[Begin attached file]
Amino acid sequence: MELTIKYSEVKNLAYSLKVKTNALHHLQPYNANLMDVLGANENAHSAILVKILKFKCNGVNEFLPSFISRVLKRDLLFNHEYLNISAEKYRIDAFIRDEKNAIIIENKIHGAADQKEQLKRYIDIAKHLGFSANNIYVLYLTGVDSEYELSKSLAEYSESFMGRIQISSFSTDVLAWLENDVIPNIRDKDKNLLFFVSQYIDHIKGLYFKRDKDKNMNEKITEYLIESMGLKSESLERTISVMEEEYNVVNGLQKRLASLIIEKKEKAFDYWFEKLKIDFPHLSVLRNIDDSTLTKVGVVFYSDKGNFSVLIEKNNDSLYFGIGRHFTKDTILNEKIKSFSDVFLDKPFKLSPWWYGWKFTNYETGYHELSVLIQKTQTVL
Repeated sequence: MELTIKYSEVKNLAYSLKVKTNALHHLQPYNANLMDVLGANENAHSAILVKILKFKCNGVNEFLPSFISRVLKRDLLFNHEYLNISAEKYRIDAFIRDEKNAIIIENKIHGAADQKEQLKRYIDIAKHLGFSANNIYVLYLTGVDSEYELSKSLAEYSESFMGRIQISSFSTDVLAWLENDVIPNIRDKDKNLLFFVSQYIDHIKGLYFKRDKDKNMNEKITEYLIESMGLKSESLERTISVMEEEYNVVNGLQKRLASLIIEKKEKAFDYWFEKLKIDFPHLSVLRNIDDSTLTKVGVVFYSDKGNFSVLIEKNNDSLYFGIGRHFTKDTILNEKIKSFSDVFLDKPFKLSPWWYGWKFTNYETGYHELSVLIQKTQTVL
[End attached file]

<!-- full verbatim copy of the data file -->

Amino acid sequence: MELTIKYSEVKNLAYSLKVKTNALHHLQPYNANLMDVLGANENAHSAILVKILKFKCNGVNEFLPSFISRVLKRDLLFNHEYLNISAEKYRIDAFIRDEKNAIIIENKIHGAADQKEQLKRYIDIAKHLGFSANNIYVLYLTGVDSEYELSKSLAEYSESFMGRIQISSFSTDVLAWLENDVIPNIRDKDKNLLFFVSQYIDHIKGLYFKRDKDKNMNEKITEYLIESMGLKSESLERTISVMEEEYNVVNGLQKRLASLIIEKKEKAFDYWFEKLKIDFPHLSVLRNIDDSTLTKVGVVFYSDKGNFSVLIEKNNDSLYFGIGRHFTKDTILNEKIKSFSDVFLDKPFKLSPWWYGWKFTNYETGYHELSVLIQKTQTVL
Repeated sequence: MELTIKYSEVKNLAYSLKVKTNALHHLQPYNANLMDVLGANENAHSAILVKILKFKCNGVNEFLPSFISRVLKRDLLFNHEYLNISAEKYRIDAFIRDEKNAIIIENKIHGAADQKEQLKRYIDIAKHLGFSANNIYVLYLTGVDSEYELSKSLAEYSESFMGRIQISSFSTDVLAWLENDVIPNIRDKDKNLLFFVSQYIDHIKGLYFKRDKDKNMNEKITEYLIESMGLKSESLERTISVMEEEYNVVNGLQKRLASLIIEKKEKAFDYWFEKLKIDFPHLSVLRNIDDSTLTKVGVVFYSDKGNFSVLIEKNNDSLYFGIGRHFTKDTILNEKIKSFSDVFLDKPFKLSPWWYGWKFTNYETGYHELSVLIQKTQTVL